Via Andrew Sullivan, Dylan Matthews asserts that my House outlook (a Democratic takeover probabilty of 74%) is weakened by a model described over at the Monkey Cage. However, a careful reading of that model reveals problems in using it as a prediction – problems of the type I have been warning about for several months.
Here is a graph that puts their model into proper context.
I will explain – and as a bonus, address an issue raised by Kevin Drum at Mother Jones.
First, let me say explicitly that I do not find a problem per se with the Monkey Cage’s research efforts. They have considered many details which I will read with interest. However, their calculations contain huge uncertainties of the kind that political scientists – and reporters – often choose to downplay.
First, to quote Matthews’s claim:
John Sides and the team at the Monkey Cage have a model that uses GDP, the president’s party and approval rating, incumbency, and district-level presidential vote, rather than House polling. Their model gets the seat margin wrong by 2.61 seats, on average, much lower than Wang’s error. It gives Republicans a three out of four chance of keeping the House.
This is seemingly a convincing criticism. However, at its heart is some misdirection. The “2.61 seats” statement is revealing because it is too small to be realistic. It is the same weakness I detected in the FiveThirtyEight “four-factor” model yesterday: Overfitting of small residuals is basically chasing noise, and leads to massive uncertainties.
Now, the Monkey Cage crew is aware of this issue. To quote them:
The standard error for the vote share estimate is 5.6%; for seat share, 8.7%. That’s a lot of uncertainty. It means there is at least a little probability of some pretty crazy outcomes. It explains why there is still a 1 in 4 chance that the Democrats will get the 25 seats they need to retake the House, when our own median prediction is only one seat.
In other words, the “median gain of one seat” sounds precise…but is meaningless.
Let me make the point graphically. Here are our two national-popular-vote predictions plotted side by side…but with uncertainties included:
For those of you unfamiliar with this kind of plot, the data points are the values that get reported in the popular press. The horizontal lines are error bars. They indicate the confidence with which we know the median. A large error bar indicates high uncertainty.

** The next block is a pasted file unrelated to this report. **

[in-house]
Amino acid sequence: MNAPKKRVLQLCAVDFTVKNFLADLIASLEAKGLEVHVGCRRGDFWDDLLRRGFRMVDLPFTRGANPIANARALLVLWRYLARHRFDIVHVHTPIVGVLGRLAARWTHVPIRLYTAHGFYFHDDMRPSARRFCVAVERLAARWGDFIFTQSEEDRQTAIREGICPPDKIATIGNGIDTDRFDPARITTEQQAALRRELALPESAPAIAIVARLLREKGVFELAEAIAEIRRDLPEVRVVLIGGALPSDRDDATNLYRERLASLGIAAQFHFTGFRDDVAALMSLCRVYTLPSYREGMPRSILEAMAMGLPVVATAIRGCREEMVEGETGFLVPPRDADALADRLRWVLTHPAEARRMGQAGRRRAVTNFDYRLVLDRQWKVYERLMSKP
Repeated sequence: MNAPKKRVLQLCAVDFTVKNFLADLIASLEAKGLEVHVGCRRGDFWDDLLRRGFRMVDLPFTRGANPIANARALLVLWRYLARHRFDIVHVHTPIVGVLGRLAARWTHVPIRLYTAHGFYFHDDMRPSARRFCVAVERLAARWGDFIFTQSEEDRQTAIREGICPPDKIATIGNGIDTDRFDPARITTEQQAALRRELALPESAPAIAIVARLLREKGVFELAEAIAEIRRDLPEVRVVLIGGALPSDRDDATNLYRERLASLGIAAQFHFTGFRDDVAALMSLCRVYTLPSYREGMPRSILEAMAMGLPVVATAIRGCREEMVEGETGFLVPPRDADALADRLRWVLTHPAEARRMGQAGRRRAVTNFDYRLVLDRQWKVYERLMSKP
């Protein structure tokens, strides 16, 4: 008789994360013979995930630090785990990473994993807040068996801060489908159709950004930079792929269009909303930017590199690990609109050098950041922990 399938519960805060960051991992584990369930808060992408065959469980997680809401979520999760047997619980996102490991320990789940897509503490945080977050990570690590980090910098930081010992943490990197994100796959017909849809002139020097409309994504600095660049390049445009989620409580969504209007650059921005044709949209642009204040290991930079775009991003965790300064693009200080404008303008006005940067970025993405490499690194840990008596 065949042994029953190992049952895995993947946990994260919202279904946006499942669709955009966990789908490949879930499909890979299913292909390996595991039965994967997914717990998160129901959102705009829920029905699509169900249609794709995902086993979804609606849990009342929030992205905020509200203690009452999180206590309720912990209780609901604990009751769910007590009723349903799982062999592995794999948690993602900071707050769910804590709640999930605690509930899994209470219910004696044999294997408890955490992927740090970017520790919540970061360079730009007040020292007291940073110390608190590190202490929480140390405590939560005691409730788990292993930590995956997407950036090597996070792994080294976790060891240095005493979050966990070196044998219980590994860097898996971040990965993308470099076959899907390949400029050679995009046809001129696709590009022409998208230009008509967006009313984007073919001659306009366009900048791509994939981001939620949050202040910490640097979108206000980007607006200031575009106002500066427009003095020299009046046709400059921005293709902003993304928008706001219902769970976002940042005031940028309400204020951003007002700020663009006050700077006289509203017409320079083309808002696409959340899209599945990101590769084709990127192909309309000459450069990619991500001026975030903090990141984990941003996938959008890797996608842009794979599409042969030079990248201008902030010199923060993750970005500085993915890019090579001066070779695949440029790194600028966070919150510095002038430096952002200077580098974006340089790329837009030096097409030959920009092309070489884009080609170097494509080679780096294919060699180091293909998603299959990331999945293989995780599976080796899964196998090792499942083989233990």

As you can see, our two ranges are perfectly consistent – but the PEC estimate gives much more certainty – and information. In contrast, their range, from R+13% to D+9%, contains many possibilities that we can be confident will not happen in November. If the Republicans win by 10 points, I will personally wash Dylan Matthews’s car with a toothbrush.
What about seat count, the ultimate measure of House control? Same story:
In short, their model indicates a three in four chance of GOP control because their uncertainty is massive. Do you think the Republicans will attain a 278-157 majority?
In some sense, our two calculations are consistent. However, what I presented is not a complex model in the same sense, but a precise short-term projection of likely outcomes.
My general take is that the Monkey Cage model has the potential to identify the broad picture of what influences House elections, especially if they start culling unnecessary parameters in the way that I recommended yesterday. The end product will be a hypothesis that can then be tested by current polls, which give us ground truth of true conditions. Then, in 2014, they can refine their model with the 2012 outcome in hand.
As I wrote this summer, models based on “fundamentals” (GDP growth, previous seat count, and so on) are research tools that set a range for what might happen before an election season starts. To make my favorite analogy to weather forecasting, they are like what climatologists do when they warn that there may be a lot of hurricanes next year.
However, “next year” has already started. And climatologists are not of use when one is trying to identify a hurricane strike zone. At this point the best indicator of opinion is…measurements of opinion. Polls are like a thermometer that tells us what is happening now. As I have pointed out, this is why econometric models for the Presidential race have been all over the place, yet our Meta-Analysis has been tightly clustered around a probable Obama victory since July.
OK, now that we have addressed the Monkey Cage…in a second concern, Kevin Drum expresses skepticism as to whether the generic Congressional ballot is really predictive of national popular vote. Here are some comparisons of final-week polls, courtesy of RealClearPolitics:
2010 Polling average, R+9.4%. Outcome: R+6.6%.
2008 Polling average, D+9.0%. Outcome: D+10.9%.
2006 Polling average, D+11.5%. Outcome: D+7.9%.
2004 Polling average, tie. Outcome: R+2.6%.
2002 Polling average, R+1.7%. Outcome: R+4.6%.
The differences between polls and outcome range from 2.8% toward the Democrats to 3.6% toward the Republicans. This is a larger discrepancy than Presidential polls, which get within 1% when treated the same way. But it’s not too bad – and it is an error that is contained within the error bars above.
Update: Kevin Drum drills a little deeper and points out the possibility of pro-Republican drift over the coming six weeks. Hmmm…
I will certainly entertain further criticisms. There were some good ones in the comments section yesterday.